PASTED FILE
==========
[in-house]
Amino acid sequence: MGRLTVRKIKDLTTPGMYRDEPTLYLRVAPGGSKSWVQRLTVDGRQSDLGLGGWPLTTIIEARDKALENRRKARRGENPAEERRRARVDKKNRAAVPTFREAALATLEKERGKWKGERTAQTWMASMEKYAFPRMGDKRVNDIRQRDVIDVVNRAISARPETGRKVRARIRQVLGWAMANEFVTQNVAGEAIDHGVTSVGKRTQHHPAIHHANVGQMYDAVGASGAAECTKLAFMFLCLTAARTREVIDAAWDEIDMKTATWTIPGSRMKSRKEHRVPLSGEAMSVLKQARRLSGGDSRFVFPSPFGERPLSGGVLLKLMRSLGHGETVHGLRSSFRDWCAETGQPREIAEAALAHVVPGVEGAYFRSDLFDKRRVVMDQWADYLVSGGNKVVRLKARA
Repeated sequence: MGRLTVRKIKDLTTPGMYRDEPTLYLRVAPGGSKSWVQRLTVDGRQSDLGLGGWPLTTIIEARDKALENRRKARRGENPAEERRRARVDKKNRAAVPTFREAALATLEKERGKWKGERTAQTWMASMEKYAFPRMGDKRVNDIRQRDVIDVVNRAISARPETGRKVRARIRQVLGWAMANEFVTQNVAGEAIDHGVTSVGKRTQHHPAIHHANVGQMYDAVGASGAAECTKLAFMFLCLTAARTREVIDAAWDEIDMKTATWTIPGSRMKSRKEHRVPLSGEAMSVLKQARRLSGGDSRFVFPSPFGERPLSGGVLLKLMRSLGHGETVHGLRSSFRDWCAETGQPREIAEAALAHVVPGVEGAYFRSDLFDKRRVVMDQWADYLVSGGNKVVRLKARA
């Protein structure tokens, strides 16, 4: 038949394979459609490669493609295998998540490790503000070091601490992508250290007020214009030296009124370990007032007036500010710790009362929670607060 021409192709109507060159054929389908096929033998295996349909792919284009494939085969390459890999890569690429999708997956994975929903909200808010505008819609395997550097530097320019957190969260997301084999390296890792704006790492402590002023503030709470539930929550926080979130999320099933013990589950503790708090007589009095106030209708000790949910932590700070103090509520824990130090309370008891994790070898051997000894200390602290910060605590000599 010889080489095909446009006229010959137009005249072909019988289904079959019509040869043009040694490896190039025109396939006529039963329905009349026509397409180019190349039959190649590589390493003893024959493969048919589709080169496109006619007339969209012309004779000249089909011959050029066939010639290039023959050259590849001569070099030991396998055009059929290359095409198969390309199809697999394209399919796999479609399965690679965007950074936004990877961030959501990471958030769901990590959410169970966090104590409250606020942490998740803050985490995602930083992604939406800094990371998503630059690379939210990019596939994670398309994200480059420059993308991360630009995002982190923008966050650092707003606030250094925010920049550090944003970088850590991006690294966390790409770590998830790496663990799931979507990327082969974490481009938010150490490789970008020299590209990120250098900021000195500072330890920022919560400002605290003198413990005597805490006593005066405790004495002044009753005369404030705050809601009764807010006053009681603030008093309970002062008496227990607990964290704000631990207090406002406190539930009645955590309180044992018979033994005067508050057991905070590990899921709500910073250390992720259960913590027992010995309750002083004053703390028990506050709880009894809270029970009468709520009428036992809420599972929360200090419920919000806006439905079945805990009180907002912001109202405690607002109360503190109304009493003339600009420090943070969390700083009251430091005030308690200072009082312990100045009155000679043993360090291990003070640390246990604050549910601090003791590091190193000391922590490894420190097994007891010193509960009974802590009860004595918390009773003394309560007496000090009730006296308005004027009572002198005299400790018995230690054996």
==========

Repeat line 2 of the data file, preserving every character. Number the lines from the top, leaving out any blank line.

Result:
Amino acid sequence: MGRLTVRKIKDLTTPGMYRDEPTLYLRVAPGGSKSWVQRLTVDGRQSDLGLGGWPLTTIIEARDKALENRRKARRGENPAEERRRARVDKKNRAAVPTFREAALATLEKERGKWKGERTAQTWMASMEKYAFPRMGDKRVNDIRQRDVIDVVNRAISARPETGRKVRARIRQVLGWAMANEFVTQNVAGEAIDHGVTSVGKRTQHHPAIHHANVGQMYDAVGASGAAECTKLAFMFLCLTAARTREVIDAAWDEIDMKTATWTIPGSRMKSRKEHRVPLSGEAMSVLKQARRLSGGDSRFVFPSPFGERPLSGGVLLKLMRSLGHGETVHGLRSSFRDWCAETGQPREIAEAALAHVVPGVEGAYFRSDLFDKRRVVMDQWADYLVSGGNKVVRLKARA